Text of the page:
Stella Olive and her daily artistic routine.
It is always interesting to discover the habits and rituals of artists.
I asked Stella Olive, an English illustrator I met on Instagram and whose quick and clean, dynamic and humorous almost fabulously humorous sign I really appreciate, to tell me about her daily rituals.
Here is my Artist daily routine, I don’t have specific on… but hopefully you will be able to piece all together and enjoy reading.
I don’t have a fixed routine but there is some kind of method behind how I work. Depending on how keen I am to start, I will eat breakfast, but it can turn out to be brunch, but I try to eat regularly. My work is generally very spontaneous, so can take place at any time of the day or night with sketchbooks being my favourite media to use. They have mostly become a repository for my memories, my ordinary daily experiences, recalling motherhood, my fictitious little stories, and often accompanied by a written narrative.
I hadn’t realised how much I loved writing until I started putting my work on Instagram, thinking about it, that is probably the only REAL routine that I can attribute to on an almost daily basis. Previously I had become frustrated, teaching art and crafts, and barely did any myself. My son took me in hand and set up my account and I promised him that I would upload an image every day. And mostly I have, and my love of illustration has been reignited.
How many of us use socials to create a work routine?
I’m similar to Stella, since I’ve been on Instagram, I draw daily to talk to my audience.
I practice, I look for new ideas and I give myself rules.
Drawing every day is a big bet, a really big commitment!
Stella’s story becomes more exciting and makes us reflect on the use of notebooks for our sketches. Do you start them from the front page? Are you afraid to start a completely blank new page?
Listen to what she tells me:
On a daily basis I strive to be organised, but this is not always the case. If I have a new sketchbook I rarely start at the beginning, sometimes it will be the last page, or the first random page that it falls open at, upside down or whatever. Its almost a ritual. I have no explanation for this other than I feel it makes the sketchbook less precious, and the images I scribble down more important. I am also very disorganised by nature.
I need to try and curate them, to find images much more easily especially for reproducing them as prints. I honestly feel that I will have to have a glass of wine or two to help me undergo this task. In reality my sketchbooks are extremely precious to me. I have already warned my son that he will be inheriting all of them...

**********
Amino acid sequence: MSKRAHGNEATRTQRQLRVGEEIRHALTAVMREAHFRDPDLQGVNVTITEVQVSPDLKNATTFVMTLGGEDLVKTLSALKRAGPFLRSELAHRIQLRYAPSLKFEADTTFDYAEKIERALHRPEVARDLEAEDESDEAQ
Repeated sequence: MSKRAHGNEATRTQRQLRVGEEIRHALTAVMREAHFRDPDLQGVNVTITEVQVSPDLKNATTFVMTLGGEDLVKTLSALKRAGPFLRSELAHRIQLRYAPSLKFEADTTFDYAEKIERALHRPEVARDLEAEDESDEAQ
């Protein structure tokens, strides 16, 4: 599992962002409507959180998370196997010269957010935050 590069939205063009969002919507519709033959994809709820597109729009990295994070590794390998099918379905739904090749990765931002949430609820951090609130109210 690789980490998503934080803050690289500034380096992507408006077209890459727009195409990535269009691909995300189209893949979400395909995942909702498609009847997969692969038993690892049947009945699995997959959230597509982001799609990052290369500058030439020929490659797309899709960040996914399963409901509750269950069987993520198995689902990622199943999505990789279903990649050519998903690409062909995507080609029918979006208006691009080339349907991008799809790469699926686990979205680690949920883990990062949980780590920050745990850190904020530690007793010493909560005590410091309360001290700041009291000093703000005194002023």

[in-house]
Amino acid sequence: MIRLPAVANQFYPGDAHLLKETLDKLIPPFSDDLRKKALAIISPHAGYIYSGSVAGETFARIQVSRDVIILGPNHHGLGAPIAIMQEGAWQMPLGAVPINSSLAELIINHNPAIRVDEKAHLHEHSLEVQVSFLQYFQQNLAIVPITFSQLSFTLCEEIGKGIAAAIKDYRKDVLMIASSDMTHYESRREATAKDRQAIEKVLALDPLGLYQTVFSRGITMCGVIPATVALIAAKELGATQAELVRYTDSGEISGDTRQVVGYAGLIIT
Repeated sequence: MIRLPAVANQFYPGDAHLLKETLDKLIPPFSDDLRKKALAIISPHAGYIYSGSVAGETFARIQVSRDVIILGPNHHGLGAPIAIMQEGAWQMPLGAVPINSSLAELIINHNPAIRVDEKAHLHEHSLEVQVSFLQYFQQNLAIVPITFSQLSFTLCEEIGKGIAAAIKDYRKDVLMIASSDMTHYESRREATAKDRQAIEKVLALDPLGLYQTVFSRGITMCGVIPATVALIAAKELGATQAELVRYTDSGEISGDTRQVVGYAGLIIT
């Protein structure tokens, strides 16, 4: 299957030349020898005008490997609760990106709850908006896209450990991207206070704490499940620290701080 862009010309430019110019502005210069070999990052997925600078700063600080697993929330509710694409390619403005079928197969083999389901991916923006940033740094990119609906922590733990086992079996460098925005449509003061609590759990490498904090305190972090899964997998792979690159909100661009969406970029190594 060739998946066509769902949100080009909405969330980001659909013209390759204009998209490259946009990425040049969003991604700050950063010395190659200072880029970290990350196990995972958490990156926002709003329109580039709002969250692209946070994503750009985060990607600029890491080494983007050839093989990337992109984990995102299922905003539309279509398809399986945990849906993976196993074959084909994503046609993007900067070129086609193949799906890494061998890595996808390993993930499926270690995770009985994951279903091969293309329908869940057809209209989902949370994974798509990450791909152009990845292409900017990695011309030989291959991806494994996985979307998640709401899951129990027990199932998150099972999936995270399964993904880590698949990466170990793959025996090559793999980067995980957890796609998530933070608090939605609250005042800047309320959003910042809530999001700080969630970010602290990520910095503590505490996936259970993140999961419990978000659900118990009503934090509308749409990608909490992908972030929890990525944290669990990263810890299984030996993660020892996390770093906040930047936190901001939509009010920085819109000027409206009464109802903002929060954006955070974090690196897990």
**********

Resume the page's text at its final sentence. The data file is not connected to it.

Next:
… I am very much a thinker, a problem solver, I do a lot of ‘Thinking‘ through ideas, and how to resolve compositional dilemmas whilst going about normal daily tasks, my brain never really stops.
I don’t particulary like working in silence, the sounds of daily life are comforting, the exception is if I’m trying to write, where a walk will help to create a rhythm, and I can soak up the environment and mood.
Before Covid I would like to go to the city library in Lincoln listening to the movememt of people, the pages being turned, mumblings, the pre school children singing in the room next door and general city life through the window. I often find it too quiet here to think.
I enjoy teaching creative thinking skills to design undergraduates. I can’t imagine not trying out alternative ideas to arrive at a solution that works.
I will often dance to get my limbs loosened up enough to draw with the fluid lines I enjoy. Especially for commissions where I can tighten up.
I drink coffee, or depending on my mood, tea, but lots of water too.
Somedays I will work all day, another, it will be a for a few minutes, just to reduce the insatiable craving to draw.
My favourite work space has to be the sofa in our living room, with my sketchbook and drawing materials scattered around me. If I have gone to bed and an idea comes into my head, I have to get up to draw. When I worked as a freelance illustrator I often worked through the night.
I have a small studio to work from at home, I will listen to the radio. I particularly enjoy opera and musicals, listening to anything too chit-chatty is too distracting. In there I can do more of the stuff with the computer, and work on commissions etc, but my creative work space is definitely the sofa.
Another point very similar to my daily routine.
I have two desks in the studio, in one I have the computer, the books, the notebooks. On the other desk I sketch, I create my scarves, in short, I do my work purely manually.
And yet it is the sofa where I write more, think more and do my projects imagining and taking notes.
The sofa gives you a more welcoming and less official dimension. It welcomes you, protects you, consoles you.
Moreover, some days I draw a lot and others a few minutes. But in essence, not a day goes by that I don’t work.
The social media impose more orderly work rhythms on you. And so all the work on the blog, the newsletter and more.
In addition to drawing, there is all the promotional part that takes up a lot of space during the day.
My curiosity will lead me to ask other artists what kind of daily routine they have, what kind of rituals they have.
And You who read this article, what kind of daily routine do you have?